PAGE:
THE COUNCIL TAX: THE DISTRIBUTIONAL IMPLICATIONS OF RETURNING TO A TAX ON PROPERTY

DOIhttp://doi.org/10.1111/j.1467-9485.1992.tb00623.x
AuthorKenneth Gibb
Publication Date01 Aug 1992
Porrish
Journol
of
Poliricol
Eronoinv.
Vol.
39.
No.
3.
August
1992
1992
Scottish
Economic
Society
THE COUNCIL TAX: THE DISTRIBUTIONAL
IMPLICATIONS
OF
RETURNING TO A TAX ON
PROPERTY
KENNETH
GIBB
Centre for Housing Research
University
of
GIasgo
w
I
INTRODUCTION
Arguments in favour of property taxes look to the beneficial effects of taxing
housing assets and also emphasise, to a lesser extent, support for a wealth tax
(Atkinson and King,
1980;
Gibb,
1988).
Property taxes, however, are rarely
justified in terms of their relationship to current incomes. At best, these issues
are mitigated in debate by the role
of
the tax system as a whole (and local tax
rebates, administered by the housing benefit system), taking the view that
it
is
the progressivity of the tax system in toto that is significant and not one tax
in
isolation (Foster,
1986).
These issues have resurfaced with the Government’s
decision to abolish the community charge and replace it with a banded form
of property tax (Department of the Environment,
1991).
This paper confronts these issues by simulating, on current incomes and on
housing tenure, the impact
of
the new council tax,
a
property tax, based on
capital values.
It
should be emphasised that the case for a property tax rests
on more than questions of fairness: the feasibility, accountability and housing
market aspects of the tax are also important elements in what is a multi-faceted
argument (Muellbauer,
1990;
Maclennan, Gibb and More,
1991).
Nonetheless,
it is in terms of fairness that much of the debate on local taxation takes place
and it is these questions of the burden of the property tax that remain at the
heart of this paper.
Section I1 looks in more detail at the arguments
for
and against property
taxes. In Section 111, the techniques used to develop
a
data set with which to
analyse the distributional effects of the new tax are laid out. This section
explains how property values were estimated and how local tax rebates were
*
I
would like
to
thank Professor Duncan Maclennan, the editor of the Scottish Journal
of
Political Economy and two anonymous referees
for
their comments on an earlier draft.
I
am
also grateful
to
all of the participants at a seminar held at the Centre for Housing Research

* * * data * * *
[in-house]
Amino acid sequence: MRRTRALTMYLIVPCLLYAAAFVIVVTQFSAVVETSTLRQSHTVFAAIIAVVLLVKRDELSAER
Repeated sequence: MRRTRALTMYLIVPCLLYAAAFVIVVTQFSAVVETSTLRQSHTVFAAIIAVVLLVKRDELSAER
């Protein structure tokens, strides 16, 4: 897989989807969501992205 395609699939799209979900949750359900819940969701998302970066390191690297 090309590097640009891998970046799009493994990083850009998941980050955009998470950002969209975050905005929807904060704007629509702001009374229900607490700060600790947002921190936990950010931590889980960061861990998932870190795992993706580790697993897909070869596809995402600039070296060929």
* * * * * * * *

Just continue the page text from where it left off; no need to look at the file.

in June
1991.
All
other errors and opinions are my own sole responsibility.
Date of receipt of final manuscript: 14th January
1992.
302
THE
COUNCIL
TAX
303
simulated. Section
1V
sets out the nature and the effects of
a
council tax on a
representative data set for five cities in England and Scotland. Section
V
presents results based on a revenue-neutral property tax (a tax based on a fixed
percentage of capital value that yields the same revenue
in
total as the council
tax) and Section
VI
concludes.
PROPERTY TAXATION, LOCAL GOVERNMENT
AND
THE
HOUSING MARKET
The incidence of a tax on property can be examined
in
two different ways
(Mieszkowski,
1972).
Within an individual local government, the property tax
has traditionally been viewed as an excise tax and one incident on the factor
land (since
it
is the inelastic factor supplied). Following on from the work of
Harberger
(1962)
which considered corporation tax in a general equilibrium
framework, a ‘new view’ of property tax incidence emerged with Mieszkowski
interpreting the tax, operating among a
series
of local governments, as a
general tax on capital. According to this approach,
it
is owners of capital who
now face the burden of the tax,
in
the form
of
a lower post-tax rate of return
on (all) capital. Regardless of whether analysis examines a series of local
governments (the new view)
or
a specific example (and uses the partial
equilibrium
or
old view excise tax), the implication is not of a tax positively
related to current income (although landowners may be expected to be at the
top end of the income distribution).
Britain had a property tax, domestic rates, for several centuries, and govern-
ment and academic research into the impact of the tax
in
the last thirty years
(Allen Committee,
1965;
Layfield Committee,
1976;
Department of the
Environment,
1981; 1986;
Foster, Jackman and Perlman,
1980;
Hughes,
1982)
provides a detailed critique of rates. The rates were based on an imputed com-
petitive net annual rental value and a locally set poundage (tax rate) with which
to levy the tax. Rate bills, therefore, depended on (i) the level of local revenues
that had to be raised, that is, the nature
of
grants-in-aid; (ii) the level of local
government expenditure; (iii) the distribution of rateable values around the
mean; and,
(iv)
the frequency and consistency of revaluation.
The Allen Committee
(1965)
found
gross
rates to be poorly related to income
and this led to the introduction of rate rebates. Criticism of the tax base has
generally turned on two critical points: first, that the private rented sector is the
wrong point of reference as it houses a tiny minority of households; and
second, that there is in-built political inertia when
it
comes to ordering periodic
revaluation. England was revalued
in
the late
1930s
and then not again until
1963.
There has been no revaluation of domestic property in England since
1973
and this is despite movement in regional house price relatives in the sub-
sequent period (Holmans,
1990)
and revaluations in Scotland in
1978
and
1985.
Domestic rates has come to be perceived as a tax with very poor account-
ability characteristics (Department of the Environment,
1986).
Fundamentally,

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